Your monthly mortgage bill soon could get easier to understand, and it wouldn’t change each time your loan is sold to a new servicer.

The Consumer Financial Protection Bureau has developed a proposed standardized mortgage servicer statement designed to provide clear information about the loan on a single page.

The prototype released Monday included a breakdown of how much of the monthly payment went to principal, interest and escrow. The form also detailed the outstanding principal, maturity date, prepayment penalty and, for adjustable-rate mortgages, the time when the interest rate could change.

“This information will help consumers stay on top of their mortgage costs and hold their mortgage servicers accountable for fixing errors that crop up,” said Richard Cordray, the agency’s director. “Given the widespread mortgage servicing problems we’ve seen over the past few years, consumers need clear disclosures they can count on.”

Although many servicers already provide such information on their monthly statements, there are no industrywide standards, the agency said.

Such standards are a good idea, and initial reaction from servicers to the agency’s proposal was positive, said Rod J. Alba, senior counsel in the mortgage markets division at the American Bankers Assn.

The agency posted a working draft of the standardized statement on its website, to solicit input from the public and industry before a version of the form formally is proposed this summer.

Ed Mierzwinski, consumer program director for the U.S. Public Interest Research Group, said simplified mortgage statements would help resolve the broad mortgage servicing problems that were at the heart of last week’s federal and state settlement with five of the nation’s largest banks over botched foreclosure paperwork.

The consumer agency is required under the 2010 financial reform law to put new mortgage servicing rules in place to help consumers, Cordray said. The law has specific requirements for mortgage statements, including a phone number and email address for the customer to get information about the loan, as well as information about housing counselors.

The new mortgage statement is the latest consumer financial paperwork the agency is trying to simplify.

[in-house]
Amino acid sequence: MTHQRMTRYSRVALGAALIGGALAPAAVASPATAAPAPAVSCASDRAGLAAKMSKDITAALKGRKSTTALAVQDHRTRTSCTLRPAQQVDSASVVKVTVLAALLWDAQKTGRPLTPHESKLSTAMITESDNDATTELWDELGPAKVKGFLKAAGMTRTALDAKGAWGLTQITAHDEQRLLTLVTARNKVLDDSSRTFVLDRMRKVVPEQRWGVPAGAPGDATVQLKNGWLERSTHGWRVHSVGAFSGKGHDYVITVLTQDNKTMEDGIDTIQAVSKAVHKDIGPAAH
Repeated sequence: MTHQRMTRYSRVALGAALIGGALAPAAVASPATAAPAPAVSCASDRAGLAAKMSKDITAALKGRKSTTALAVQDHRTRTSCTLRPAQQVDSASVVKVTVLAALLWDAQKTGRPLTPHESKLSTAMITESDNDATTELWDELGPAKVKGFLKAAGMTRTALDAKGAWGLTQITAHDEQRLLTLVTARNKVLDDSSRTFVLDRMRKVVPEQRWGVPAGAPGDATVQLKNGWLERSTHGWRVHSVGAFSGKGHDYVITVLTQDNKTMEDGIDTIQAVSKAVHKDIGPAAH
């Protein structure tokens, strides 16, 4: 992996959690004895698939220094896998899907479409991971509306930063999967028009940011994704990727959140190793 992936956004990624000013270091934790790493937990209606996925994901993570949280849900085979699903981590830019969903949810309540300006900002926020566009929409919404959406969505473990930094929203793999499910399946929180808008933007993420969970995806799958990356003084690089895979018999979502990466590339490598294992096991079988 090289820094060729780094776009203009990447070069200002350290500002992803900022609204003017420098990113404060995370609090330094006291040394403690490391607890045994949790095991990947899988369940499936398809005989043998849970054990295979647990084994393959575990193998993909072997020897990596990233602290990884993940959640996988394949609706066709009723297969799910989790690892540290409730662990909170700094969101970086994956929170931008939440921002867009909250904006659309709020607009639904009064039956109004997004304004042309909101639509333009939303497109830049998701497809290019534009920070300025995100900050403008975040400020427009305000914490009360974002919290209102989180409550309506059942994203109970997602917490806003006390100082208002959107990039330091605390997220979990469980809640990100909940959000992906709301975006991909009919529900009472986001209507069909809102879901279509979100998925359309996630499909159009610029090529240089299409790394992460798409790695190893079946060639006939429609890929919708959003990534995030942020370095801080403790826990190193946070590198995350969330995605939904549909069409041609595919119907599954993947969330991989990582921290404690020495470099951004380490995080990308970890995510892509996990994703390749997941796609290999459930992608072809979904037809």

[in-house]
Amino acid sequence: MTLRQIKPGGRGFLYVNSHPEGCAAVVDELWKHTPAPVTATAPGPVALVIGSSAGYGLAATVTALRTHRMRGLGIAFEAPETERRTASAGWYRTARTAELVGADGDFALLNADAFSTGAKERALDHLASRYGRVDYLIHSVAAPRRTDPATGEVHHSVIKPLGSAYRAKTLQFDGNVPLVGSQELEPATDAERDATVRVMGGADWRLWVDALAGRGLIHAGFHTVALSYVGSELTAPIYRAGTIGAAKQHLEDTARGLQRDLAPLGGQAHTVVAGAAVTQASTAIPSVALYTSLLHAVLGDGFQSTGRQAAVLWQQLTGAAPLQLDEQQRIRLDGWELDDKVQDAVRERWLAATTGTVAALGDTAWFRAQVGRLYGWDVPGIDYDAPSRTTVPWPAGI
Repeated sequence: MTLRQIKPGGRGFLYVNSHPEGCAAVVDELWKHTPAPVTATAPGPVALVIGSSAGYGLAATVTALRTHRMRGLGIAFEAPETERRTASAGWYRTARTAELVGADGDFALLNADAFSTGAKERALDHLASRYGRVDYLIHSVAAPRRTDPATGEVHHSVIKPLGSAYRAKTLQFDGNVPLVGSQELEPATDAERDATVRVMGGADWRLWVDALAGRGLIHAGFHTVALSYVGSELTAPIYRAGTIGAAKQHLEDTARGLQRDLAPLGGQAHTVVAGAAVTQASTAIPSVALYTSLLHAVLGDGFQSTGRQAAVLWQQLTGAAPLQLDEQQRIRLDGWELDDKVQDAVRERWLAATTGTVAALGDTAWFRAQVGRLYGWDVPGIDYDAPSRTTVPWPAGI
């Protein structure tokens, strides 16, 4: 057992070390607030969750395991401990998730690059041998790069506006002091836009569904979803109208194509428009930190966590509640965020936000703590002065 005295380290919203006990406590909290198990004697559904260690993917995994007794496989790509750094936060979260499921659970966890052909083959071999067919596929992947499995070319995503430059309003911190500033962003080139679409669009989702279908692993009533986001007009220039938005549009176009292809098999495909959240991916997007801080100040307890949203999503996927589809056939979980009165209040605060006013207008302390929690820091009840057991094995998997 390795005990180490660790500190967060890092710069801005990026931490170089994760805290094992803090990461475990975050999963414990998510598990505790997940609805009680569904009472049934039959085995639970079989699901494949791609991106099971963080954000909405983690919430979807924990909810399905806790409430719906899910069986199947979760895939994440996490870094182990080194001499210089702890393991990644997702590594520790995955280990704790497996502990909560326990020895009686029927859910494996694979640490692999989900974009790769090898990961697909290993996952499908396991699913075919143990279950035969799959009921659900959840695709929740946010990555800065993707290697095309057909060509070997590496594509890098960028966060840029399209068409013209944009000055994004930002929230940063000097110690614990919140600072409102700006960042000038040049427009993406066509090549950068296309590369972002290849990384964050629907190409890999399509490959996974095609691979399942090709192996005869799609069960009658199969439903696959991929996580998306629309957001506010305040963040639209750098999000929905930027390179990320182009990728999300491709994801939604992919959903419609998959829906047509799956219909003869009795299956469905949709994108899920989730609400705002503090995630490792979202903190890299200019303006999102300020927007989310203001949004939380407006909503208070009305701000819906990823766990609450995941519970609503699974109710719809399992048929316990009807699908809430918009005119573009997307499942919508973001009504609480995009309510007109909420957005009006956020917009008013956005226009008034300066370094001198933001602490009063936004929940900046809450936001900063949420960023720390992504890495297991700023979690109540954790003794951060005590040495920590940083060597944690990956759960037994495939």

In May, it released two prototypes for shorter, easier-to-understand disclosure forms that lenders would have to give home buyers before they close on a mortgage. The agency has been receiving comments on the forms and tested them last month in Philadelphia.

And in December, the agency proposed a simplified credit card agreement form to make it easier to understand interest rate terms and comparison shop.

The agency also is developing a new disclosure rule for hybrid adjustable-rate mortgages that would require consumers to be notified months before their first interest rate increase, as well as to be provided with a good-faith estimate of the new monthly payment.

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Fannie Mae: Outlook for Home Prices Rises Again
Original Post Date: February 7, 2012

By: Mia Lamar

The consumer outlook for U.S. home prices improved again in January, extending a recent upward trend in housing market sentiment, according to mortgage market firm Fannie Mae.

For its monthly reading, Fannie Mae said respondents in its January survey predicted home prices will rise by 1% over the next year, up from the 0.8% gain forecast in December.

Views on the direction of the U.S. economy also continued to improve. According to the respondents, 30% said they believe the U.S. economy is on the right track, up from 22% with that view in December. The percentage who said the economy is headed in the wrong direction fell to 63% of respondents, marking a 6 percentage point decline from the previous month.

Fannie Mae Chief Economist Doug Duncan pointed to a slowly improving U.S. job market as one cause for rising confidence in the long-battered housing market. ”The strengthening employment picture last Friday provides encouragement that the improving trend in consumer confidence will continue and will at some point be reflected in a firming up of consumer spending,” Duncan said.

A report last week from the U.S. Labor Department showed nonfarm payrolls grew 243,000 last month, the largest gain since April. The jobless rate fell from 8.5% to 8.3%, the lowest it has been since February 2009.

Fannie Mae’s January survey also found 44% of respondents expect their personal financial situation to improve over the next year, up from 40% with that view in December.

The survey is based upon a monthly poll of roughly 1,000 adults and has a margin of error of plus or minus 3.1%.